Dear Church Superior:
RE: My Supplement to the Year-End Report for My Church
First, if you will permit a bit of self-pontificating, I'd like to point out that I, he who am retired and does not have to fear retribution, got my report in well ahead of schedule. In fact, after talking with the person you appointed to oversee the compilation of these reports, I turned my report in when over seventy percent of the other clergy, (Shall we classify them as “non-company” clergy?) had yet to submit their report.
Secondly, an observation: I have been a United Methodist pastor for forty-five years. For the first time in my experience the report asked for my church's “GCFA Church Number.” Okay, I have no idea what GCFA stands for much less what the number is. Luckily, being the experienced parson that I am, I called the person you appointed to oversee the efforts of the clergy to compile these useless statistics and asked him what my GCFA number was. He told me; I proceeded to input such. But I did proceed with the question of why my GCFA number (whatever it stands for) would be any different than the usual number assigned to my church. But I realize I could be just a grumpy old man.
Third, I regret that for the first time in ten years I was unable to report there were not “professions of faith” to report. I know that would endanger my advancement up the clergy ladder in normal circumstances, but, in my case, I'm retired. And, see below, there are more important things that professions of faith.
Fourth, please note that we have upgraded the value of our property from $400,000 to $1,500,000. I'd be grateful if this could be placed in my permanent personnel file, even though the upgrade was entirely the decision of our insurance company. Despite who may have initiated this upgrade, I was the pastor when it took place and therefore ….
Fifth, there are some data fields, as usual missing, from the annual report.
There is no line on which I can report that my little country church in 2010 contacted the Family Advocates of the schools in our county to ask them which children are considered indigent. The family advocates then sent out a letter to those children's parents informing them that on the Saturday before school started in 2011 my little church would supply their kids with new clothes, back packs, all grade and school appropriate school supplies, as well as a hair cut for the boys and a visit to a beauty parlor for the girls.
There was no line on which I could report that two of my church members made their way down, in a dugout canoe, the Amazon River and then hiked with heavy back packs fifteen miles into the jungle, in order to deliver needed medical supplies to an isolated village in the jungles of Peru, nor could I report on all the children those nurses from my little country church provided medical care.
Again, there was no line to report that every Monday night at my church the doors open to Ms. Parson's Soup Kitchen where rich people and poor people sit down together to enjoy a meal together. There was no way to report how many of those poor, unemployed, people obtained jobs because they interacted with managers of industry while sharing a pot of soup.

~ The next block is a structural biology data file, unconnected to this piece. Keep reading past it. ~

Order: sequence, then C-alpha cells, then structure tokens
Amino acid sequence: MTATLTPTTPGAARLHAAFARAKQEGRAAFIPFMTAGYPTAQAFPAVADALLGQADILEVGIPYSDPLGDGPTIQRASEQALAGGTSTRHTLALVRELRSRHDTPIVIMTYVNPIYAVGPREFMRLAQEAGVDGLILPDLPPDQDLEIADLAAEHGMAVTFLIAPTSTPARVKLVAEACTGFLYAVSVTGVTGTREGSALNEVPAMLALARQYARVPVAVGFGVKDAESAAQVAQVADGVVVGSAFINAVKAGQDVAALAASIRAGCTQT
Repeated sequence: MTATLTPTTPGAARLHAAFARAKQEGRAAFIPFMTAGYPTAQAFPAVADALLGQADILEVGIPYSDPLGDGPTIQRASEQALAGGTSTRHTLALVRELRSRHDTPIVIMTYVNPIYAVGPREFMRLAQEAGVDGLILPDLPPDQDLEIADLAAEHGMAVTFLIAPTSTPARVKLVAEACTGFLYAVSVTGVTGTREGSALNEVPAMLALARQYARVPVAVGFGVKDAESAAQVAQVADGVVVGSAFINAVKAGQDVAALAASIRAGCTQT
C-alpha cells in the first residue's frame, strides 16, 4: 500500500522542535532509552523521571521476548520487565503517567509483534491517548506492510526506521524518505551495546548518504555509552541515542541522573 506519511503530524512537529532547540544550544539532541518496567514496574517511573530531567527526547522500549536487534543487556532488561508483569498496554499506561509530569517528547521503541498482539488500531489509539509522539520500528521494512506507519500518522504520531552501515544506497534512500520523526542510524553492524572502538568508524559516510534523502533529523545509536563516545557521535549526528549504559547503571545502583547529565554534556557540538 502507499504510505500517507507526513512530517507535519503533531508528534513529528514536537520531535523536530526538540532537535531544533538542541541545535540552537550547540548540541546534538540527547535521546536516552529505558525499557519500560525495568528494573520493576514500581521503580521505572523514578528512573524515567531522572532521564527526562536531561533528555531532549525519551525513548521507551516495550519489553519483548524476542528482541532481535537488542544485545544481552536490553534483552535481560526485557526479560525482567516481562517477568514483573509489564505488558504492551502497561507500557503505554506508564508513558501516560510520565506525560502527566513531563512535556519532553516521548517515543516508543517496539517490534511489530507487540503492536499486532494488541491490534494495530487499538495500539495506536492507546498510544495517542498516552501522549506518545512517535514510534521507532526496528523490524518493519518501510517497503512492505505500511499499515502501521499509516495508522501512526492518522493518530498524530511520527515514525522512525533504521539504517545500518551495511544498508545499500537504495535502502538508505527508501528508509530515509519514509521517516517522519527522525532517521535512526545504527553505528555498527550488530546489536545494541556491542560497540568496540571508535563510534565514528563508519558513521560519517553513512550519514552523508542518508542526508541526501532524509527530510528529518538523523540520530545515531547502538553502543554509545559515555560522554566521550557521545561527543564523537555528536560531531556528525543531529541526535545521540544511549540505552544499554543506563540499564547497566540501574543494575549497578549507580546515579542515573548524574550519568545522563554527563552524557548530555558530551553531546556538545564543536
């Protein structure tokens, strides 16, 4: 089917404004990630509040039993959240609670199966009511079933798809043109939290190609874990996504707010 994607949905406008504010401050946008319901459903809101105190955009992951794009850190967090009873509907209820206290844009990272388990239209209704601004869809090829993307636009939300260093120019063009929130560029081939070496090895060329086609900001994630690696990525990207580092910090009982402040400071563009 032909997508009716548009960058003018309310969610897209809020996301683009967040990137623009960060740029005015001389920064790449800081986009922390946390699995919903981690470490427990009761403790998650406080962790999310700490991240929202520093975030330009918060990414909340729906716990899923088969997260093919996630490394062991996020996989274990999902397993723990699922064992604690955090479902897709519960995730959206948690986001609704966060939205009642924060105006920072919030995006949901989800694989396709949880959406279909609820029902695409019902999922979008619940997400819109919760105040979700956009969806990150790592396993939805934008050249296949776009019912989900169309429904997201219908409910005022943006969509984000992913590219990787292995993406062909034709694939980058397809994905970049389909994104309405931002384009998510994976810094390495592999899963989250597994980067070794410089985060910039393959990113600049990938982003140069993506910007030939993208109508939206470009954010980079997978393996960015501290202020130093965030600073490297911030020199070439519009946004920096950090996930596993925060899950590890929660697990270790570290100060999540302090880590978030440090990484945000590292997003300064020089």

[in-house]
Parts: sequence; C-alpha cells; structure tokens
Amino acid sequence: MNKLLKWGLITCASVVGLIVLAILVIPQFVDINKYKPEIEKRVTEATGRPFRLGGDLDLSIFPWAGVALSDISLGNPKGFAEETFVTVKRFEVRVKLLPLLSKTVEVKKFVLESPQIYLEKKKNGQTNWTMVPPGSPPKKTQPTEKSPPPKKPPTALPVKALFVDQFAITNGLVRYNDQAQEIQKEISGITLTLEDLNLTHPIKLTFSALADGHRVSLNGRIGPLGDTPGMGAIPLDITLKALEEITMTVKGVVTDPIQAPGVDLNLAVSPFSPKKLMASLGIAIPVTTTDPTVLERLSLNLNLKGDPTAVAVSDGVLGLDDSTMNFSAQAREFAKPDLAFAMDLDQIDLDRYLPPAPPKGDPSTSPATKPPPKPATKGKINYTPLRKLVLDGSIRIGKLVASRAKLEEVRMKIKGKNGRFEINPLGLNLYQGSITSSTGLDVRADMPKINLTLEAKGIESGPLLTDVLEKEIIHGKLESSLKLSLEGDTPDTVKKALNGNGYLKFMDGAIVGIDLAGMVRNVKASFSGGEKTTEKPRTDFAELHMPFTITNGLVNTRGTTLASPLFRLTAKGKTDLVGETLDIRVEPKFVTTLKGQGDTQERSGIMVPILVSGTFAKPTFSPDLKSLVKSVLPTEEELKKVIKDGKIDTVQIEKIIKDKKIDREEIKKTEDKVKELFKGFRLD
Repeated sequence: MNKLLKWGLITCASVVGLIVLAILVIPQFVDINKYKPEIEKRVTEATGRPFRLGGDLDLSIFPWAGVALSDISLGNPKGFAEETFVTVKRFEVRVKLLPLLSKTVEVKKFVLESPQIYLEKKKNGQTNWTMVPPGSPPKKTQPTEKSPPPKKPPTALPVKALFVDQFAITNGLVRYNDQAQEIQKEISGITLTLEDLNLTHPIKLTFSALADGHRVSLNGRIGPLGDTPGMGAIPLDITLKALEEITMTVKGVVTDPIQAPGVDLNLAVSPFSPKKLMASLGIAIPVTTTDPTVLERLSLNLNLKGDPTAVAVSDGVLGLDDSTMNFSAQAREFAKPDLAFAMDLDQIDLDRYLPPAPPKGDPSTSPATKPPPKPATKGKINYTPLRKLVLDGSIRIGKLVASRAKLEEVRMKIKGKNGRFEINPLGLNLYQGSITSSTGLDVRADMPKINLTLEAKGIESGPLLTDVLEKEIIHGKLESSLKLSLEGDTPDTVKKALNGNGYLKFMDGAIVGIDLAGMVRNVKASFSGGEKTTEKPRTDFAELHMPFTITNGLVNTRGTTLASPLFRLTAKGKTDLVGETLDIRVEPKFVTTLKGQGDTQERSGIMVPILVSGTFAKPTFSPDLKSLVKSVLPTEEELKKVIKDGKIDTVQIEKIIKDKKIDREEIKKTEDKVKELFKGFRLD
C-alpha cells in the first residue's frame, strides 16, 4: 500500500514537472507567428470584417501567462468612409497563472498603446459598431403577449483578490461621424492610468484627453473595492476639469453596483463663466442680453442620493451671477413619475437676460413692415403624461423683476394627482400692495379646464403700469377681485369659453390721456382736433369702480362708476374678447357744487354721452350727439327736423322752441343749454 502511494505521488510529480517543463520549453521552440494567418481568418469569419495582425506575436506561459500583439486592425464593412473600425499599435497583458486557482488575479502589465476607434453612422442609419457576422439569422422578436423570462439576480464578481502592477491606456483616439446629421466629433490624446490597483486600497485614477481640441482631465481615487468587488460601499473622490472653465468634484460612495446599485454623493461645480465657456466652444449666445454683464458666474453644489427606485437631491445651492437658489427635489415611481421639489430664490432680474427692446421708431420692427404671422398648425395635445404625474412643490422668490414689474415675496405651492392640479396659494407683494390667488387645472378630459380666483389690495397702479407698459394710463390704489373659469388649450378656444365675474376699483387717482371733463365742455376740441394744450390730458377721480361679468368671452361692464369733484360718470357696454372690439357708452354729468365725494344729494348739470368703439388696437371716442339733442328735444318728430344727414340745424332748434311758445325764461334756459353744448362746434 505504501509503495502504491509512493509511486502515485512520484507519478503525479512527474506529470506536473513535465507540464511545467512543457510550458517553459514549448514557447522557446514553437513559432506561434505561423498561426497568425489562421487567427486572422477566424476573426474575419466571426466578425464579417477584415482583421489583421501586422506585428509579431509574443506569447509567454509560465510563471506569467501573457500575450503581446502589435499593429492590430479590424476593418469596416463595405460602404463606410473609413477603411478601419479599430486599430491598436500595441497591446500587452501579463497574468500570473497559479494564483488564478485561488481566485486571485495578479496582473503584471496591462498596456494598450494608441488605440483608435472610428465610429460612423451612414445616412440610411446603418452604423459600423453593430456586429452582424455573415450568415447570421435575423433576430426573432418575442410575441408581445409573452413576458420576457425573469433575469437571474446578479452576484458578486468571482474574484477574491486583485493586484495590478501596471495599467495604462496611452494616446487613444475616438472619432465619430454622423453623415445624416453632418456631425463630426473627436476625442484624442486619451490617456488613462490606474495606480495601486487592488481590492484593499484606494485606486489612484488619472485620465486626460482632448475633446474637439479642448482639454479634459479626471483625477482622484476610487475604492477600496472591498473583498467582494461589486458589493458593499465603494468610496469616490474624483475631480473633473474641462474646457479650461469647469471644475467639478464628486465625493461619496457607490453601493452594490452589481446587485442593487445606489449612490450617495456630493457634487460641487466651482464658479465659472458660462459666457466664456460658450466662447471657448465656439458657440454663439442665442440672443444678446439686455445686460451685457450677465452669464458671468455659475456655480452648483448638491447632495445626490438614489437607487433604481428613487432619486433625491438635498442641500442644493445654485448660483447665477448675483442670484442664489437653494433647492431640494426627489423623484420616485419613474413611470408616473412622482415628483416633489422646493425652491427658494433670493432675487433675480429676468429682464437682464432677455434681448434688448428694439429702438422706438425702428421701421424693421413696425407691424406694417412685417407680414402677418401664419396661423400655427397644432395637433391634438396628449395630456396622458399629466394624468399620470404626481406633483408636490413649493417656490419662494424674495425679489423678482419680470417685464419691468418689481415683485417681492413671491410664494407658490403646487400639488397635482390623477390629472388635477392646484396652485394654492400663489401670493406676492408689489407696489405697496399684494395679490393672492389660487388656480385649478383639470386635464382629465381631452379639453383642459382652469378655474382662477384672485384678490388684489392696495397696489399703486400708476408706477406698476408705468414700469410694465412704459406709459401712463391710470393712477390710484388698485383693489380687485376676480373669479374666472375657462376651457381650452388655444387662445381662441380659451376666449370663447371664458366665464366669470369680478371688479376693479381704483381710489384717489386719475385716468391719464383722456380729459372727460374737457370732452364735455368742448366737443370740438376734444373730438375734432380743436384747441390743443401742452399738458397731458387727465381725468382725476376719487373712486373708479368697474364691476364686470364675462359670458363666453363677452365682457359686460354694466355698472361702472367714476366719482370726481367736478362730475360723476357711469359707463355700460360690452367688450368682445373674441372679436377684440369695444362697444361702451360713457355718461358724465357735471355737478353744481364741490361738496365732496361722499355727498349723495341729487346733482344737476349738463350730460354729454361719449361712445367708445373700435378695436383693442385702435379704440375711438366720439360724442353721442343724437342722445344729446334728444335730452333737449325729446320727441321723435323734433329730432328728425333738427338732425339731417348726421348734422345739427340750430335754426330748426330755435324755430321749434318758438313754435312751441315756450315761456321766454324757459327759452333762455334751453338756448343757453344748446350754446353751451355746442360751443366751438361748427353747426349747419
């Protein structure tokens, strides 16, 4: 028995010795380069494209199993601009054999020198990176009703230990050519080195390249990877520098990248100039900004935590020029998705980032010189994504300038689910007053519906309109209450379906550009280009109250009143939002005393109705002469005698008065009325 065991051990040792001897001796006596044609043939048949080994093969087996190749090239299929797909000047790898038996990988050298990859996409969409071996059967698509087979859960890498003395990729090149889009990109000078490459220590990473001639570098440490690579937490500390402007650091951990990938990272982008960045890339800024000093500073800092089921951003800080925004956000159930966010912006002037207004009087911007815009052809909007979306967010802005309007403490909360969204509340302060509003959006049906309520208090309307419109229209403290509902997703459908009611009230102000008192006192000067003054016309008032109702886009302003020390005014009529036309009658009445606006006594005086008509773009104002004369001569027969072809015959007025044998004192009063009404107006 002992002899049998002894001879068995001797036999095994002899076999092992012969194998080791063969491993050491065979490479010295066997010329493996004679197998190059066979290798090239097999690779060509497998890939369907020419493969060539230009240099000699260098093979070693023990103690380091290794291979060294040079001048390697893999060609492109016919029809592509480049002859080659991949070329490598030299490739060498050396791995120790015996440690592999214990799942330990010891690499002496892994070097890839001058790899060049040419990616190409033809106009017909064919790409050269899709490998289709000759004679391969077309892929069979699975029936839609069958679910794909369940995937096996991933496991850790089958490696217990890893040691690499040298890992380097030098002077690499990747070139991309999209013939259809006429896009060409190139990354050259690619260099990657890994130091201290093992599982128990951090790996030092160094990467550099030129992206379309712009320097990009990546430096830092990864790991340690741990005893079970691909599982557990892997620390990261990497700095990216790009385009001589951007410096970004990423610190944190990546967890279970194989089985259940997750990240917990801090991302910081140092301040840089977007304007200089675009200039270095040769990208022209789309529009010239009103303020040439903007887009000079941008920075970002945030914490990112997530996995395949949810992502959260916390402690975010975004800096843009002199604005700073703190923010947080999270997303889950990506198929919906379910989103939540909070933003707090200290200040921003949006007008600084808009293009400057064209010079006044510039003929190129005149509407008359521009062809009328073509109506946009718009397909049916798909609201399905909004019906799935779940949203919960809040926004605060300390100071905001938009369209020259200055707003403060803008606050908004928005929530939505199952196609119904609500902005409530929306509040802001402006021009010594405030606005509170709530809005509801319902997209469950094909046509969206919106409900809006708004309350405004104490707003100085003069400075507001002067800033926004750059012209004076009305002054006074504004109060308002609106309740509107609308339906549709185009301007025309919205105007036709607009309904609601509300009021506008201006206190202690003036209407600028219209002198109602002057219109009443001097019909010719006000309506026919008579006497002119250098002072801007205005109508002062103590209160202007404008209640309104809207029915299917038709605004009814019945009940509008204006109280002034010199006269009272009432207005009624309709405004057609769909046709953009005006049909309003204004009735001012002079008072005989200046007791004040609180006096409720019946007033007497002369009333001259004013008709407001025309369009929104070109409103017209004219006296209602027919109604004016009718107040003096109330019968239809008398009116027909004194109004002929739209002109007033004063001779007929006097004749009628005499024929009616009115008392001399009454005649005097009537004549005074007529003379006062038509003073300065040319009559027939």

There was no line on which to input data on the number of times members of my church took deserving rising high school seniors to visit colleges affiliated with our denomination in an effort to lift them above their present status and to see the possibilities for their future.
I'm not sure if you're aware, but in our county there are a considerable number of elderly who are semi-shut-in. It's really unfortunate that there was no line on which to report that teenagers from my church deliver weekly meals to many of those folks, and, in the delivery, sit down with those seniors and talk, and laugh, and share secrets and desires, and different generations find inspiration from each other.
Look, Church Superior, I don't want to prolong this lament of the deficiencies of the reporting system, but …..
There was no place to report the three houses, each brick with three bedrooms and located in middle class neighborhoods, that are our “transitional houses” whose operational expenses are provided through the bean suppers and the pancake breakfast events of this little church. In each of these houses resides a single mother with her children who were homeless before our church took them into this program. There was no place to report the works of the social worker hired to work with these women, assisting them to set goals, to become financially independent. There was no place to report that three families, after two years of effort, have graduated from our transitional program, that five, formerly homeless, teens are now in college. That those three families have moved out of our transitional houses and into their own abodes with hope for and skills to meet the future. Nor was there any line on which to report that as each family graduates to a new possibility another family moved into the houses,
I could go on. There's more this little country church does. But, well, you get the message. To be perfectly candid, I'm just a little tired of reporting only how much and how many. What I'd like to report to you is: This little country church of less than a hundred folks, members of a denomination whose mission statement is: “To make disciples of Jesus Christ for the transformation of the world,” have decided to not pay attention to that statement and to, instead, BE DISCIPLES FOR THE TRANSFORMATION OF THE WORLD.
I remain your loyal servant,